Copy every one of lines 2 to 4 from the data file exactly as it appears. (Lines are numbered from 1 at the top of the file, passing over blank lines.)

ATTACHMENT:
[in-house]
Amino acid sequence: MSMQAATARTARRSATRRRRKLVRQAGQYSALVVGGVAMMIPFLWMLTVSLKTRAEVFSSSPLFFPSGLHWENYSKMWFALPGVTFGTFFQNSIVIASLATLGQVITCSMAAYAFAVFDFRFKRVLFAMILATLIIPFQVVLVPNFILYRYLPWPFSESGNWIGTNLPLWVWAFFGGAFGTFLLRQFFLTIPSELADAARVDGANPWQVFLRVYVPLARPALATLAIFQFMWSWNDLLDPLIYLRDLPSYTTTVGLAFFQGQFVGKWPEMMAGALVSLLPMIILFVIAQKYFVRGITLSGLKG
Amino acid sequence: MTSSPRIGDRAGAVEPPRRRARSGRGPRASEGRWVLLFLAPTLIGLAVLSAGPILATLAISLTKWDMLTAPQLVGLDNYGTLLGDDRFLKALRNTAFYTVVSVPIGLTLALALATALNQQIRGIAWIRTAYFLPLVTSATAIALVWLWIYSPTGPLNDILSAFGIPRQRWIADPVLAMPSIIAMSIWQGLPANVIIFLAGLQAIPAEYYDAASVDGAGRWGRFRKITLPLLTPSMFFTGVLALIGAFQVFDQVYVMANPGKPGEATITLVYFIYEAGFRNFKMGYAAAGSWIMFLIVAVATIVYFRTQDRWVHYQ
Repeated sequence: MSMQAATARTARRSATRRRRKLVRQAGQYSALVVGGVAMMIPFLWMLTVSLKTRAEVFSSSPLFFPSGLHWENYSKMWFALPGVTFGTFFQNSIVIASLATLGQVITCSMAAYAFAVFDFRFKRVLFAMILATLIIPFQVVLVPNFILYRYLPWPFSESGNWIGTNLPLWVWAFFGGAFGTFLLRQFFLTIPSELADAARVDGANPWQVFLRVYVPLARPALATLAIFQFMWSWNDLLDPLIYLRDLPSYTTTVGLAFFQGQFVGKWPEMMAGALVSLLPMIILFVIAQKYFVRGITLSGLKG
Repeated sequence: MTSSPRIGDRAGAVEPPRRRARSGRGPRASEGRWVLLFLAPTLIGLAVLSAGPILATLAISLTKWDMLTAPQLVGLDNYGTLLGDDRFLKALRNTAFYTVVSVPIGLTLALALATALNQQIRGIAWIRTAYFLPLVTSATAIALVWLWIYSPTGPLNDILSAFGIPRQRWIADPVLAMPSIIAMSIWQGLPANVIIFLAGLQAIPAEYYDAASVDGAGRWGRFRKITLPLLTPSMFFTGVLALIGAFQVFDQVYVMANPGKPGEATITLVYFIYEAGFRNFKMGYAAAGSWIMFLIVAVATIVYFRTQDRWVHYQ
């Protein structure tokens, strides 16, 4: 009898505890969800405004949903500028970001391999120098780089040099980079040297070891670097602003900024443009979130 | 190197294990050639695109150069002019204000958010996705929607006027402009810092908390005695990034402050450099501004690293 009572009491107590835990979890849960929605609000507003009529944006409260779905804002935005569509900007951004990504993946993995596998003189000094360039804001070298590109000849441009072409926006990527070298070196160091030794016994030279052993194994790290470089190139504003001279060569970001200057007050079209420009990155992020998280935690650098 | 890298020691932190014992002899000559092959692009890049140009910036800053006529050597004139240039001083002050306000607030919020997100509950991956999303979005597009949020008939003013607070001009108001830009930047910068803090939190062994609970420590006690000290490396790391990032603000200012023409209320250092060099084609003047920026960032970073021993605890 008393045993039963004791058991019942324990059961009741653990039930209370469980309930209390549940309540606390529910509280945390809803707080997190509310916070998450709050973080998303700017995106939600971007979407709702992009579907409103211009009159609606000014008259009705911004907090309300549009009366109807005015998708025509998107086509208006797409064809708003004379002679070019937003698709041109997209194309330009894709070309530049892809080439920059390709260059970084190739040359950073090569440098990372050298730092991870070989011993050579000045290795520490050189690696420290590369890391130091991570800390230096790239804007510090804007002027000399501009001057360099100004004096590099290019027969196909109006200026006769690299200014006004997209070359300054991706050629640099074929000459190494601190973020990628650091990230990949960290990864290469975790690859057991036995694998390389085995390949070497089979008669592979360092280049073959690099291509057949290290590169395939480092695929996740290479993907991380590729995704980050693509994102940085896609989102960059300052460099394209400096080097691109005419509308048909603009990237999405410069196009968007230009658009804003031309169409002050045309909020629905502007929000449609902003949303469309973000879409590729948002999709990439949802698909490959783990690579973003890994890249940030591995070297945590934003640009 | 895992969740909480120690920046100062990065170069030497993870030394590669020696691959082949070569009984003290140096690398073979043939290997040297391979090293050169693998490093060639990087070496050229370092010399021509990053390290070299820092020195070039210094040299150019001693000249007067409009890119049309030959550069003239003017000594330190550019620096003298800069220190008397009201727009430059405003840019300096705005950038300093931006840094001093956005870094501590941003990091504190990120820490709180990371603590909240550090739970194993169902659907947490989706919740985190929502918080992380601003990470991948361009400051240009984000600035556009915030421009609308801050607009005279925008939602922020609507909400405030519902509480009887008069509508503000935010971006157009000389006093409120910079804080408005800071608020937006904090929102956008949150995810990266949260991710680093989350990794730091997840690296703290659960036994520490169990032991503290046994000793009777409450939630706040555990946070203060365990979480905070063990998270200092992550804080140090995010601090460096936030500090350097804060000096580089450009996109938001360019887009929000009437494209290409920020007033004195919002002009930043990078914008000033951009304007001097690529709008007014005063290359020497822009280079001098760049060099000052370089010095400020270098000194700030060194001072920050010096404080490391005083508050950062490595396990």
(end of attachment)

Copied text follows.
Amino acid sequence: MSMQAATARTARRSATRRRRKLVRQAGQYSALVVGGVAMMIPFLWMLTVSLKTRAEVFSSSPLFFPSGLHWENYSKMWFALPGVTFGTFFQNSIVIASLATLGQVITCSMAAYAFAVFDFRFKRVLFAMILATLIIPFQVVLVPNFILYRYLPWPFSESGNWIGTNLPLWVWAFFGGAFGTFLLRQFFLTIPSELADAARVDGANPWQVFLRVYVPLARPALATLAIFQFMWSWNDLLDPLIYLRDLPSYTTTVGLAFFQGQFVGKWPEMMAGALVSLLPMIILFVIAQKYFVRGITLSGLKG
Amino acid sequence: MTSSPRIGDRAGAVEPPRRRARSGRGPRASEGRWVLLFLAPTLIGLAVLSAGPILATLAISLTKWDMLTAPQLVGLDNYGTLLGDDRFLKALRNTAFYTVVSVPIGLTLALALATALNQQIRGIAWIRTAYFLPLVTSATAIALVWLWIYSPTGPLNDILSAFGIPRQRWIADPVLAMPSIIAMSIWQGLPANVIIFLAGLQAIPAEYYDAASVDGAGRWGRFRKITLPLLTPSMFFTGVLALIGAFQVFDQVYVMANPGKPGEATITLVYFIYEAGFRNFKMGYAAAGSWIMFLIVAVATIVYFRTQDRWVHYQ
Repeated sequence: MSMQAATARTARRSATRRRRKLVRQAGQYSALVVGGVAMMIPFLWMLTVSLKTRAEVFSSSPLFFPSGLHWENYSKMWFALPGVTFGTFFQNSIVIASLATLGQVITCSMAAYAFAVFDFRFKRVLFAMILATLIIPFQVVLVPNFILYRYLPWPFSESGNWIGTNLPLWVWAFFGGAFGTFLLRQFFLTIPSELADAARVDGANPWQVFLRVYVPLARPALATLAIFQFMWSWNDLLDPLIYLRDLPSYTTTVGLAFFQGQFVGKWPEMMAGALVSLLPMIILFVIAQKYFVRGITLSGLKG